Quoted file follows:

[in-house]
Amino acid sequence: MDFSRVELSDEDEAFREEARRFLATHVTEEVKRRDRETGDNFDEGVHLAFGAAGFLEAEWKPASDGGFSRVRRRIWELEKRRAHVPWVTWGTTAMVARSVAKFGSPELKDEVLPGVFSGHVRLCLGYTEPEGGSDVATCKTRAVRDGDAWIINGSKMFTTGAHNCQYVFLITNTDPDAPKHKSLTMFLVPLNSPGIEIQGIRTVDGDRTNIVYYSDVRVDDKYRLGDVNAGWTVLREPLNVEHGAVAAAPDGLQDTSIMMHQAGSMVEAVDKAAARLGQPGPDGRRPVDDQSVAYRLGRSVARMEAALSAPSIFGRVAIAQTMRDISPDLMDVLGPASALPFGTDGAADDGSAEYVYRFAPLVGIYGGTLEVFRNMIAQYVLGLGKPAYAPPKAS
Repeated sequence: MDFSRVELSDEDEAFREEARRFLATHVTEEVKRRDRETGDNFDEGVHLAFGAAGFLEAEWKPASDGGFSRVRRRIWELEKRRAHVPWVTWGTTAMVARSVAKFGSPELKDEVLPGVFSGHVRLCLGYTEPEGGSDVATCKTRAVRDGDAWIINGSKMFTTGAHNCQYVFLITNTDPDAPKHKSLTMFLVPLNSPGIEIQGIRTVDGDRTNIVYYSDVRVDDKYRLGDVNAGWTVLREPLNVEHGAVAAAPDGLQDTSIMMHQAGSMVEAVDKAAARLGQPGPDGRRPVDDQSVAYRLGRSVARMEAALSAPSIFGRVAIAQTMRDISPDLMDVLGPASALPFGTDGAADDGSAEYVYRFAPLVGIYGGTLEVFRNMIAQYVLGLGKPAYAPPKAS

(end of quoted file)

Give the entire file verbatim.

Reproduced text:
[in-house]
Amino acid sequence: MDFSRVELSDEDEAFREEARRFLATHVTEEVKRRDRETGDNFDEGVHLAFGAAGFLEAEWKPASDGGFSRVRRRIWELEKRRAHVPWVTWGTTAMVARSVAKFGSPELKDEVLPGVFSGHVRLCLGYTEPEGGSDVATCKTRAVRDGDAWIINGSKMFTTGAHNCQYVFLITNTDPDAPKHKSLTMFLVPLNSPGIEIQGIRTVDGDRTNIVYYSDVRVDDKYRLGDVNAGWTVLREPLNVEHGAVAAAPDGLQDTSIMMHQAGSMVEAVDKAAARLGQPGPDGRRPVDDQSVAYRLGRSVARMEAALSAPSIFGRVAIAQTMRDISPDLMDVLGPASALPFGTDGAADDGSAEYVYRFAPLVGIYGGTLEVFRNMIAQYVLGLGKPAYAPPKAS
Repeated sequence: MDFSRVELSDEDEAFREEARRFLATHVTEEVKRRDRETGDNFDEGVHLAFGAAGFLEAEWKPASDGGFSRVRRRIWELEKRRAHVPWVTWGTTAMVARSVAKFGSPELKDEVLPGVFSGHVRLCLGYTEPEGGSDVATCKTRAVRDGDAWIINGSKMFTTGAHNCQYVFLITNTDPDAPKHKSLTMFLVPLNSPGIEIQGIRTVDGDRTNIVYYSDVRVDDKYRLGDVNAGWTVLREPLNVEHGAVAAAPDGLQDTSIMMHQAGSMVEAVDKAAARLGQPGPDGRRPVDDQSVAYRLGRSVARMEAALSAPSIFGRVAIAQTMRDISPDLMDVLGPASALPFGTDGAADDGSAEYVYRFAPLVGIYGGTLEVFRNMIAQYVLGLGKPAYAPPKAS